A special BBC Live Lesson will be held at the McLaren Technology Centre, marking the end of the first phase of the Terrific Scientific primary science campaign in the U.K. for kids 9 to 11.
On June 19 at 2 p.m., primary schools in the U.K. will have the opportunity to go behind the scenes at McLaren Technology Centre, which includes the McLaren-Honda Formula 1 team, McLaren Automotive high-performance road cars and McLaren Applied Technologies. The special BBC Live Lesson will examine forces such as air resistance and friction. It will be hosted by CBBC’s Naomi Wilkinson and Ben Shires along with science presenter Greg Foot, and CBBC’s Hacker T Dog will go inside McLaren’s state-of-the-art wind tunnel, which tests the aerodynamics of their cars.
Hacker will meet McLaren engineers, experts and drivers to conduct his own wind tunnel investigation and will also get to operate the high-tech driver simulator to learn more about the importance of forces. Schools can watch the Live Lesson for free at bbc.co.uk/livelessons. It will also be followed by a 30-minute Live Lesson Extra, and both programs will be available online as permanent teaching resources.
Since its launch in January, more than 5,000 primary schools have signed up to take part in Terrific Scientific and children across the U.K. have contributed to genuine scientific research run by leading U.K. universities. Five more science investigations linked to the U.K. curricula are planned for the next year.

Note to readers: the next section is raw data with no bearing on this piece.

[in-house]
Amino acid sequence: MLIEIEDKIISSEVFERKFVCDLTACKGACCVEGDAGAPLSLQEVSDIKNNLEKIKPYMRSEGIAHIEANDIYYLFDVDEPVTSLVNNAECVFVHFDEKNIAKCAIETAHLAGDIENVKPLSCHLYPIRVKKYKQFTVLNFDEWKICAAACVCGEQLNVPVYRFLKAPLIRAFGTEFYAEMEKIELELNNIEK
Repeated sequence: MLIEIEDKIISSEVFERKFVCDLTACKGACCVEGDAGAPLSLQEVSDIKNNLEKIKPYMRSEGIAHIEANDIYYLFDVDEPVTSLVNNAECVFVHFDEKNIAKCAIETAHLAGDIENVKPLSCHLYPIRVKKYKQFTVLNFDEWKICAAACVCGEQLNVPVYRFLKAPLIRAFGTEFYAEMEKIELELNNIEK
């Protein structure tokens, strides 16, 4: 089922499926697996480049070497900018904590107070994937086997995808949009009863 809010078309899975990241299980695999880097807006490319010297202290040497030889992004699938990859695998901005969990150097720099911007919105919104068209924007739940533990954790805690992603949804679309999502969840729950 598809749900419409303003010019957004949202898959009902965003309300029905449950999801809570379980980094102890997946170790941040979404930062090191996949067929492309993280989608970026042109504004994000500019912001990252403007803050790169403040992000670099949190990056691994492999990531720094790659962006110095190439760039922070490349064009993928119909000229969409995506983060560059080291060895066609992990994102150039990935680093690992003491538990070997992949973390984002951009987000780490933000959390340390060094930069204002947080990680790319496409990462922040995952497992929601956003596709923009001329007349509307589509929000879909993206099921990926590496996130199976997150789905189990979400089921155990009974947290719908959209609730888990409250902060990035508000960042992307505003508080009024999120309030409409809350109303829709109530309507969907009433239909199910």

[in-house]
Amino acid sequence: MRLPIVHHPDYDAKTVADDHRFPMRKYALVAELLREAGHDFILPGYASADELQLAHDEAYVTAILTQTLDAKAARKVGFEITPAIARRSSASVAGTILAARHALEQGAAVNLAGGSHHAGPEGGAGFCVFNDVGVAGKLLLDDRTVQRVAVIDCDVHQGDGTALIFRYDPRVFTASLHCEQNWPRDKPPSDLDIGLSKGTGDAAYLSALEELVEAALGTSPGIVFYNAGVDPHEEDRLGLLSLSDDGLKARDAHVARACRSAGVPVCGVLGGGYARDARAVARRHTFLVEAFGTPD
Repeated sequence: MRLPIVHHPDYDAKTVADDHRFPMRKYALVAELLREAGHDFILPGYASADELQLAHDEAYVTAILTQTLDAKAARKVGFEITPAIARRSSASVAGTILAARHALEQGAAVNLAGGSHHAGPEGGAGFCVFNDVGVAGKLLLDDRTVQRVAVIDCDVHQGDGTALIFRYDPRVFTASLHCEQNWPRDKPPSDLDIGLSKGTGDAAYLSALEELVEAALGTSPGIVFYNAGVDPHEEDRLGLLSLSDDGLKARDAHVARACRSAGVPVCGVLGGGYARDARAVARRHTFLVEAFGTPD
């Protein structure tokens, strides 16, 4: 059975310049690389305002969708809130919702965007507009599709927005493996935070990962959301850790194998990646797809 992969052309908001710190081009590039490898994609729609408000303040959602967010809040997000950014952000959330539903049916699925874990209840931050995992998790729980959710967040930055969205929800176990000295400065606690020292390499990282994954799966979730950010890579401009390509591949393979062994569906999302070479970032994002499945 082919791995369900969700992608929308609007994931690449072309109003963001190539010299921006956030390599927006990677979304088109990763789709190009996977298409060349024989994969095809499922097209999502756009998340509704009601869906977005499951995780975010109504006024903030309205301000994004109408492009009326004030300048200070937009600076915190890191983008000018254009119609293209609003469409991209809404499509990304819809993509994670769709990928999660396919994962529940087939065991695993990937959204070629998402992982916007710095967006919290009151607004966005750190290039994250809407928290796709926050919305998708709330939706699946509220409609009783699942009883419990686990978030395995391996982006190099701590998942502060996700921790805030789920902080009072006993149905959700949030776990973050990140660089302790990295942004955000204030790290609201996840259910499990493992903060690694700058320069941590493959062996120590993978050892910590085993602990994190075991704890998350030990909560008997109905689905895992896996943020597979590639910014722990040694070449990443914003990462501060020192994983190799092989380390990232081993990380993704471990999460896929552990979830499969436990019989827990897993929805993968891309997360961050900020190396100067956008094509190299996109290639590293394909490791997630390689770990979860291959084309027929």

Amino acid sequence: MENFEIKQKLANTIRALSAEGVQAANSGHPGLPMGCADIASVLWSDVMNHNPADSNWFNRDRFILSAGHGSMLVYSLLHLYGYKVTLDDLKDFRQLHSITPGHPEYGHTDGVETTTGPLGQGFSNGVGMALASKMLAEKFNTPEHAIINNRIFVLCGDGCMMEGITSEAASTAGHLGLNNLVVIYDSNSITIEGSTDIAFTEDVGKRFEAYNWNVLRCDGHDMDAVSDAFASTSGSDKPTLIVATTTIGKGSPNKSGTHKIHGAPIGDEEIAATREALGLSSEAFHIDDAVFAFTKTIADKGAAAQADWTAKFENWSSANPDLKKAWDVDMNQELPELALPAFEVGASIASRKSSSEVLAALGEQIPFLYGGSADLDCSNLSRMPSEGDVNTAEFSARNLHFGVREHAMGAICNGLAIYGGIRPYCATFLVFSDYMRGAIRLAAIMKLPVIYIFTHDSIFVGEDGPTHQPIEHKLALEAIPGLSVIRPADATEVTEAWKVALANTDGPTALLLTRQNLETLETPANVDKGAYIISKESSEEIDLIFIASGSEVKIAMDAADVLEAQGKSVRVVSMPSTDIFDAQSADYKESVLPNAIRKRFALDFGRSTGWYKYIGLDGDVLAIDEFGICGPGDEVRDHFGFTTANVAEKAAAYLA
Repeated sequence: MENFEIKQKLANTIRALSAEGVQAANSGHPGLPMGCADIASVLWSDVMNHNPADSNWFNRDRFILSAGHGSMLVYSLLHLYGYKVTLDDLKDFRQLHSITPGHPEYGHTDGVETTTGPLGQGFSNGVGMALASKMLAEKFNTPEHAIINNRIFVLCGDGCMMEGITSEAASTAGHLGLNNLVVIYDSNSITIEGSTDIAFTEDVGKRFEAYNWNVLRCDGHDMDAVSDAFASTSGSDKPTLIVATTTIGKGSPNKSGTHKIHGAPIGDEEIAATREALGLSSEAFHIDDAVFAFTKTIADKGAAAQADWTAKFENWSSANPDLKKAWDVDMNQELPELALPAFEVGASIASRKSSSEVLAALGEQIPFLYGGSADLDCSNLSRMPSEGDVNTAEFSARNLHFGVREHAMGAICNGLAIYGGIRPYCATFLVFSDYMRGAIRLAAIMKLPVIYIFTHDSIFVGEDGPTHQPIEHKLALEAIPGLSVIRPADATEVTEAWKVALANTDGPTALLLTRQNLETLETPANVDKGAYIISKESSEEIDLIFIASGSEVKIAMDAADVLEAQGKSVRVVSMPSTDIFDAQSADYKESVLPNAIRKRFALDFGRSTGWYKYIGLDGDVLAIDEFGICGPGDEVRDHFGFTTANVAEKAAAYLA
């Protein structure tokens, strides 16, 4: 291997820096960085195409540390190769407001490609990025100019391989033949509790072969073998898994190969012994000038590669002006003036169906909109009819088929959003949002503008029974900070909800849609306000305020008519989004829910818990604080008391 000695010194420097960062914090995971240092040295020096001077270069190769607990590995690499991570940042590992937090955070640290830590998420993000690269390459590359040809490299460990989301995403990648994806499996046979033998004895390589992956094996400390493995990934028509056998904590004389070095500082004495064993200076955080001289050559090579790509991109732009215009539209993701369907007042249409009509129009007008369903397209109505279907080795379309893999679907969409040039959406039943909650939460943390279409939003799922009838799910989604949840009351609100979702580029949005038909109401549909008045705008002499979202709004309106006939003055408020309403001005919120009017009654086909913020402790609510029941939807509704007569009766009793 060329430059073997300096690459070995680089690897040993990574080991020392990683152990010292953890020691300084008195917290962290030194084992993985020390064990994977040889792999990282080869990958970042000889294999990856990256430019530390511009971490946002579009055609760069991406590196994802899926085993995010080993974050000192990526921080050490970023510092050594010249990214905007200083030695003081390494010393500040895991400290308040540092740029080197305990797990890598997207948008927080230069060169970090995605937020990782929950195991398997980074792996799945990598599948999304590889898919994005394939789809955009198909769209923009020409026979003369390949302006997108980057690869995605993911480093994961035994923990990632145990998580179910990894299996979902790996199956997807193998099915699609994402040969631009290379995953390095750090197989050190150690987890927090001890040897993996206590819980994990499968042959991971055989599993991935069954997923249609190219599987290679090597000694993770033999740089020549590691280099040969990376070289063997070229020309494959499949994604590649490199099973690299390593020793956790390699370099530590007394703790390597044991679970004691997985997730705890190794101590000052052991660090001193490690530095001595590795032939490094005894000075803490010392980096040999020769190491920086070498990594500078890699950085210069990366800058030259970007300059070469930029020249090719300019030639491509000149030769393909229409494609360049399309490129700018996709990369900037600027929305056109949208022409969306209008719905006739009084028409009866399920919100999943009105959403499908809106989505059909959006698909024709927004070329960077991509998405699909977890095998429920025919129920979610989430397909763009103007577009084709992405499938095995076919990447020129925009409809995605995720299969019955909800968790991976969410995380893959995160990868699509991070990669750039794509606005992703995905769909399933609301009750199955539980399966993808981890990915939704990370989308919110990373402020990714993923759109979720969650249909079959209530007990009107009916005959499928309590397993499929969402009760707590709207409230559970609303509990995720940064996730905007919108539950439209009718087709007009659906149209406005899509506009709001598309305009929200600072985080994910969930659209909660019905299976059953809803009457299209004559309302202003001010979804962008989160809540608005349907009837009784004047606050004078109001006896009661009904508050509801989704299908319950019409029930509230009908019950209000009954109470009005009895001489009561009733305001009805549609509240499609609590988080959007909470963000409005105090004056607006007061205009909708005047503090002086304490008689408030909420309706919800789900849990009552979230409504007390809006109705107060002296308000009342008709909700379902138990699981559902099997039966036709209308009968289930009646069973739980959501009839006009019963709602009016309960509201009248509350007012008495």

Sinead Rocks, BBC’s director of education, said, “BBC Live Lessons are about bringing the curriculum to life and providing teachers with great resources. Broadcasting a Live Lesson from the McLaren Technology Centre is an amazing opportunity to demonstrate forces such as air resistance and friction, and the setting itself highlights the overall importance of STEM education, which our Terrific Scientific campaign is focused on.”
Jonathan Neale, the chief operating officer at McLaren Technology Group, added, “What better place to help bring science alive for young people than McLaren! We’re a technology company at heart so not only do we rely on understanding science to do our day jobs but we’re very passionate about inspiring the next generation of budding scientists, software developers and engineers as well. The Live Lesson is another example of how, through our amazing people, McLaren wants to highlight the importance of STEM and help work with leading organizations like the BBC to bring it to life in a powerful way.”